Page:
Today was day 1 of a great conference, the 15th annual PSA Regional Stroke Conference. First of all, the conference took place at The Magnolia of Millbrae which I thought was an awesome venue for this crowd. A stroke conference in a retirement home, very cool! (I feel bad I did not have time to get a better look at the premises - I might have to go back soon to check the place out in detail.. I just loved their attitude!)
Secondly and more importantly, I was lucky to hear three great speakers, Dr. Jeremy Bornstein, Dr. Sheila Chan and Dr. Stephanie Linn. Amazing presentations, all of them! The one that stuck to me most today was “Patterns of Psychological Adjustment of Stroke Patients and Families” by Dr. Jeremy Bornstein. He did a great job reminding us all of the huge and overwhelming impact stroke has not only on the patient, but also to those around him or her.
When working in outpatient rehab, we get to see our patients after they return home from the hospital. This time is usually filled with hope and high expectations, but the new days, weeks and months in familiar surroundings can also be full of new and surprising obstacles. Figuring out how to overcome these obstacles and rebuilding ways of doing things (like communicating needs, wants and feelings or socializing) can be scary and hard.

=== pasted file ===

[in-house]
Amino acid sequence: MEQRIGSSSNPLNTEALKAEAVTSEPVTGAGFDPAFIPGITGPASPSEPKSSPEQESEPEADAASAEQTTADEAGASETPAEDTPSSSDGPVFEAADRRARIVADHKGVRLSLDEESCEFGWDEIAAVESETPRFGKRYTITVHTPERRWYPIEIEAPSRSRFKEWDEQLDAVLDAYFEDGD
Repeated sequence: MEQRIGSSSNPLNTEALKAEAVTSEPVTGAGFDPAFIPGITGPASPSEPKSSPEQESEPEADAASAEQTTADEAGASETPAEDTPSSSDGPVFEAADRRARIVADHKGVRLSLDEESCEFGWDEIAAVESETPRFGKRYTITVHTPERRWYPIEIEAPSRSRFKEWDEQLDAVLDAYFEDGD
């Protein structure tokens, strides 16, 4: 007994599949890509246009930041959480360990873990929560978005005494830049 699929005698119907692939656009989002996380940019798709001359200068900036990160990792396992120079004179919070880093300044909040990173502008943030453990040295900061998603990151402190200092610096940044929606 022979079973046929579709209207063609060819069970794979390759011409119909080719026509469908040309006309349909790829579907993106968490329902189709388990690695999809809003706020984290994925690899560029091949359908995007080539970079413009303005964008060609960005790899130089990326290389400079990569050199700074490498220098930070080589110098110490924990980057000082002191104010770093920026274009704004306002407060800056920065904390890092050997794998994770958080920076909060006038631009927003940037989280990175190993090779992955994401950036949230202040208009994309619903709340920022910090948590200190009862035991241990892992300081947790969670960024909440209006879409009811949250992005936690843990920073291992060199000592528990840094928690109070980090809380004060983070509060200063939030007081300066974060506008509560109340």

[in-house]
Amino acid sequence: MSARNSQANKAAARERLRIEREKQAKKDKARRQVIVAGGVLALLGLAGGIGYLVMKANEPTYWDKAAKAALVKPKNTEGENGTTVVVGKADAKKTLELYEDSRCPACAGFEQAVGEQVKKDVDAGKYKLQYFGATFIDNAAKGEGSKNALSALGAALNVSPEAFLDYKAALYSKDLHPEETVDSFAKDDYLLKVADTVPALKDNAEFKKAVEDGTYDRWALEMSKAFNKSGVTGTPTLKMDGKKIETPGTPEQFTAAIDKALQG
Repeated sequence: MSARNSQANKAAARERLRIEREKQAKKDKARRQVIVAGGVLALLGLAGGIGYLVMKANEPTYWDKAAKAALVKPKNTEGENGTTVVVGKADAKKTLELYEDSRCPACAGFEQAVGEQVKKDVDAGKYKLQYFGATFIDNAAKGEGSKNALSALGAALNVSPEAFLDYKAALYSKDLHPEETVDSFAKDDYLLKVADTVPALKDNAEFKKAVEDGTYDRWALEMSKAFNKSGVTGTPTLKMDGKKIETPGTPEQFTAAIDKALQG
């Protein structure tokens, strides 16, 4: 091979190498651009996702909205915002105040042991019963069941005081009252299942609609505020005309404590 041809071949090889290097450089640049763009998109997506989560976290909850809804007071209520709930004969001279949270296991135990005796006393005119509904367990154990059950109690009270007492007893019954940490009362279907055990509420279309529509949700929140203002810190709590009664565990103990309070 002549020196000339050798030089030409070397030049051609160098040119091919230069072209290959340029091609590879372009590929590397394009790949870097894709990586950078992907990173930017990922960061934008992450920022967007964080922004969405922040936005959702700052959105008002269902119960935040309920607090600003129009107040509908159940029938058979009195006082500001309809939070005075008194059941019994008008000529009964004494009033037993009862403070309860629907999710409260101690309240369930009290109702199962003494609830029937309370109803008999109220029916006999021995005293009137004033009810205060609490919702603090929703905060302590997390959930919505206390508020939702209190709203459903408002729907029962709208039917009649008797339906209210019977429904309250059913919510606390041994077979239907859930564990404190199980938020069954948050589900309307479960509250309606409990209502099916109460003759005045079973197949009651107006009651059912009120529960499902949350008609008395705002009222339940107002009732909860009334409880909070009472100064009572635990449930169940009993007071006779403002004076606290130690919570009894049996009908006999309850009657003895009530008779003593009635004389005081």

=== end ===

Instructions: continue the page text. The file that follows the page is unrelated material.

Also, rebuilding a way of functioning as a spouse, daughter, son or parent is a complicated process. Dr. Bornstein reminded us today that there are many, many paths people take to rebuild their relationships after a stroke and sometimes that path can be a winding one.
I have been lucky to meet many amazing people who work tirelessly to provide the best possible care for their loved ones - sometimes at the cost of their own well being. We all know that recovering from a stroke involves the risk of depression. The one thing I was reminded today was that in regard to this it is not only the patient we need to be looking at - we need to turn our attention to the caregivers too. Also they have had dramatic changes in their lives and have great demands in their new role.
As professionals working with stroke patients our holistic view of the recovery process needs to include the people close to the patient. One thing we should include in our routine when working with caregivers is encouraging them to take care of themselves as well as their loved ones. In speech therapy this can be done by simply acknowledging the great job the caregivers are doing. Positive reinforcement works! I also like to talk about what the caregiver has done that they themselves enjoy. Sometimes a gentle reminder that it is ok to take care of yourself too works amazingly well.
When the caregiver is well rested, happy and balanced, they are able to maintain better care for the patient too. Also, caregivers need time and space to adjust to the new circumstances to be able to rebuild a balanced relationship with their loved ones. Kind of simple, right?
So everybody, lets give it up for all the caregivers out there doing a great job! You guys are true heroes of our time.
P.S. Today was day 1 of the 15th annual Stroke Conference. Day 2 is coming up on May 15 and to my understanding you can still register for that one. Hope to see you there!